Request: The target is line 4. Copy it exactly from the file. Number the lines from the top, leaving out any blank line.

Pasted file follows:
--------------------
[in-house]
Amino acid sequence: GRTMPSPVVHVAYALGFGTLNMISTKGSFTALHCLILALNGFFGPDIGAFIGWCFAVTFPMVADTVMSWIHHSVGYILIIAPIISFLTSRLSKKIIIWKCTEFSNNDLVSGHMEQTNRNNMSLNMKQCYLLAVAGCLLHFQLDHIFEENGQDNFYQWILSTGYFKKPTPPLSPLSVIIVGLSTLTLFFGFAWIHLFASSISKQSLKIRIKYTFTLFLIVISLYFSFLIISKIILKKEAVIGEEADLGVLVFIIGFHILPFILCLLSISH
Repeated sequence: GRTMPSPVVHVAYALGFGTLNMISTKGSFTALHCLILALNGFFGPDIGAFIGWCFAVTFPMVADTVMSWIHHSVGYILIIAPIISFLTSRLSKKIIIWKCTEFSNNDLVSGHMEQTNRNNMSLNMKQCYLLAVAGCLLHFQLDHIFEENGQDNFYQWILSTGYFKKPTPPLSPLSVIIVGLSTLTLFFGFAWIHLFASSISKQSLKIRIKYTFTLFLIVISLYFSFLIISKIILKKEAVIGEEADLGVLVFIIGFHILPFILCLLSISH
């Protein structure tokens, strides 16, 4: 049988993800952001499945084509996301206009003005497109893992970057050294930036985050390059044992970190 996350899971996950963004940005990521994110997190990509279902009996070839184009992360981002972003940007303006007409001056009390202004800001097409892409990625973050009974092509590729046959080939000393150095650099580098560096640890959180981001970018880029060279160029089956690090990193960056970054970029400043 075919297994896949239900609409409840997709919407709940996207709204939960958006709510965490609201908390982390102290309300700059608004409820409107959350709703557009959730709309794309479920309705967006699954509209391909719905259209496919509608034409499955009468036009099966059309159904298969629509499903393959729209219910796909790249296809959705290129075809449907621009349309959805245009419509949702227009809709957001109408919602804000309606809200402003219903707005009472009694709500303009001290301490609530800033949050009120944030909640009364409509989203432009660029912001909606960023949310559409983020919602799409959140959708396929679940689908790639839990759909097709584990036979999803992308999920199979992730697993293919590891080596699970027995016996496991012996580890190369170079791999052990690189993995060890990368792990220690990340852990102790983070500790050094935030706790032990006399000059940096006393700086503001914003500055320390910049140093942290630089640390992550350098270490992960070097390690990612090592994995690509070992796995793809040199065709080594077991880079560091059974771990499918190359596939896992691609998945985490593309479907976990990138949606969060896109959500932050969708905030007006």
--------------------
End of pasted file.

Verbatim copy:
């Protein structure tokens, strides 16, 4: 049988993800952001499945084509996301206009003005497109893992970057050294930036985050390059044992970190 996350899971996950963004940005990521994110997190990509279902009996070839184009992360981002972003940007303006007409001056009390202004800001097409892409990625973050009974092509590729046959080939000393150095650099580098560096640890959180981001970018880029060279160029089956690090990193960056970054970029400043 075919297994896949239900609409409840997709919407709940996207709204939960958006709510965490609201908390982390102290309300700059608004409820409107959350709703557009959730709309794309479920309705967006699954509209391909719905259209496919509608034409499955009468036009099966059309159904298969629509499903393959729209219910796909790249296809959705290129075809449907621009349309959805245009419509949702227009809709957001109408919602804000309606809200402003219903707005009472009694709500303009001290301490609530800033949050009120944030909640009364409509989203432009660029912001909606960023949310559409983020919602799409959140959708396929679940689908790639839990759909097709584990036979999803992308999920199979992730697993293919590891080596699970027995016996496991012996580890190369170079791999052990690189993995060890990368792990220690990340852990102790983070500790050094935030706790032990006399000059940096006393700086503001914003500055320390910049140093942290630089640390992550350098270490992960070097390690990612090592994995690509070992796995793809040199065709080594077991880079560091059974771990499918190359596939896992691609998945985490593309479907976990990138949606969060896109959500932050969708905030007006």